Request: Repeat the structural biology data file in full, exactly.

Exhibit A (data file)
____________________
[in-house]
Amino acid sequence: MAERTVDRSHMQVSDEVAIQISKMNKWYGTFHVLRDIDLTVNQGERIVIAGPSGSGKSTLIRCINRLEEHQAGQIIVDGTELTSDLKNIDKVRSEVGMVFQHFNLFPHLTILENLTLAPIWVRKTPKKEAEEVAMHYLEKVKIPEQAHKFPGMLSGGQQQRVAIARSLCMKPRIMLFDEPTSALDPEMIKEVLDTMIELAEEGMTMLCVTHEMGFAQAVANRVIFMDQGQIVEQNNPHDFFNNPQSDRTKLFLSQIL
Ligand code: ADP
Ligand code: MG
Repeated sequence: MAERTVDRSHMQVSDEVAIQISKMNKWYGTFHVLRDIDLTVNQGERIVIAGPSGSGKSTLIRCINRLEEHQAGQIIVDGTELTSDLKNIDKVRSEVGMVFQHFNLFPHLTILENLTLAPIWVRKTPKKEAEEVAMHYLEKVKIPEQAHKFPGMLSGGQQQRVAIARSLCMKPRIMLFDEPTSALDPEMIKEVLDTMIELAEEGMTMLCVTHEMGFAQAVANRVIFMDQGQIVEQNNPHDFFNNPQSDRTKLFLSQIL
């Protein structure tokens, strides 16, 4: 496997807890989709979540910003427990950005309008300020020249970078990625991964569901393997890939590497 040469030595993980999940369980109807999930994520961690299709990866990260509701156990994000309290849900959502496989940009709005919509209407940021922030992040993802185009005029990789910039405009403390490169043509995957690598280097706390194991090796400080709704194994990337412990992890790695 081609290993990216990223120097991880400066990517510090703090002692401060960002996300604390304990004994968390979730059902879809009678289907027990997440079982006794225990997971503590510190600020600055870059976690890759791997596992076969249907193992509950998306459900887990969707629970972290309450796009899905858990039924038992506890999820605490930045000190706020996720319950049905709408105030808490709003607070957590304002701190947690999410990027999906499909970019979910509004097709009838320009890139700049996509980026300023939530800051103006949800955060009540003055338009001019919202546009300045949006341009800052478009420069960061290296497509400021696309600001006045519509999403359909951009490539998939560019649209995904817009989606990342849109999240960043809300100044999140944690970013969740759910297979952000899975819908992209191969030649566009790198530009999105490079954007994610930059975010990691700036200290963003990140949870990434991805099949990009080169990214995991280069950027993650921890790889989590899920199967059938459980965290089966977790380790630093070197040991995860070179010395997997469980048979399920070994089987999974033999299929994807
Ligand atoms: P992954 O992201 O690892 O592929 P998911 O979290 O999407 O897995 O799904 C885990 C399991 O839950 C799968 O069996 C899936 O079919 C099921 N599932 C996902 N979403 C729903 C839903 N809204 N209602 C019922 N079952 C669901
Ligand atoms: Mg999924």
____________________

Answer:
[in-house]
Amino acid sequence: MAERTVDRSHMQVSDEVAIQISKMNKWYGTFHVLRDIDLTVNQGERIVIAGPSGSGKSTLIRCINRLEEHQAGQIIVDGTELTSDLKNIDKVRSEVGMVFQHFNLFPHLTILENLTLAPIWVRKTPKKEAEEVAMHYLEKVKIPEQAHKFPGMLSGGQQQRVAIARSLCMKPRIMLFDEPTSALDPEMIKEVLDTMIELAEEGMTMLCVTHEMGFAQAVANRVIFMDQGQIVEQNNPHDFFNNPQSDRTKLFLSQIL
Ligand code: ADP
Ligand code: MG
Repeated sequence: MAERTVDRSHMQVSDEVAIQISKMNKWYGTFHVLRDIDLTVNQGERIVIAGPSGSGKSTLIRCINRLEEHQAGQIIVDGTELTSDLKNIDKVRSEVGMVFQHFNLFPHLTILENLTLAPIWVRKTPKKEAEEVAMHYLEKVKIPEQAHKFPGMLSGGQQQRVAIARSLCMKPRIMLFDEPTSALDPEMIKEVLDTMIELAEEGMTMLCVTHEMGFAQAVANRVIFMDQGQIVEQNNPHDFFNNPQSDRTKLFLSQIL
């Protein structure tokens, strides 16, 4: 496997807890989709979540910003427990950005309008300020020249970078990625991964569901393997890939590497 040469030595993980999940369980109807999930994520961690299709990866990260509701156990994000309290849900959502496989940009709005919509209407940021922030992040993802185009005029990789910039405009403390490169043509995957690598280097706390194991090796400080709704194994990337412990992890790695 081609290993990216990223120097991880400066990517510090703090002692401060960002996300604390304990004994968390979730059902879809009678289907027990997440079982006794225990997971503590510190600020600055870059976690890759791997596992076969249907193992509950998306459900887990969707629970972290309450796009899905858990039924038992506890999820605490930045000190706020996720319950049905709408105030808490709003607070957590304002701190947690999410990027999906499909970019979910509004097709009838320009890139700049996509980026300023939530800051103006949800955060009540003055338009001019919202546009300045949006341009800052478009420069960061290296497509400021696309600001006045519509999403359909951009490539998939560019649209995904817009989606990342849109999240960043809300100044999140944690970013969740759910297979952000899975819908992209191969030649566009790198530009999105490079954007994610930059975010990691700036200290963003990140949870990434991805099949990009080169990214995991280069950027993650921890790889989590899920199967059938459980965290089966977790380790630093070197040991995860070179010395997997469980048979399920070994089987999974033999299929994807
Ligand atoms: P992954 O992201 O690892 O592929 P998911 O979290 O999407 O897995 O799904 C885990 C399991 O839950 C799968 O069996 C899936 O079919 C099921 N599932 C996902 N979403 C729903 C839903 N809204 N209602 C019922 N079952 C669901
Ligand atoms: Mg999924």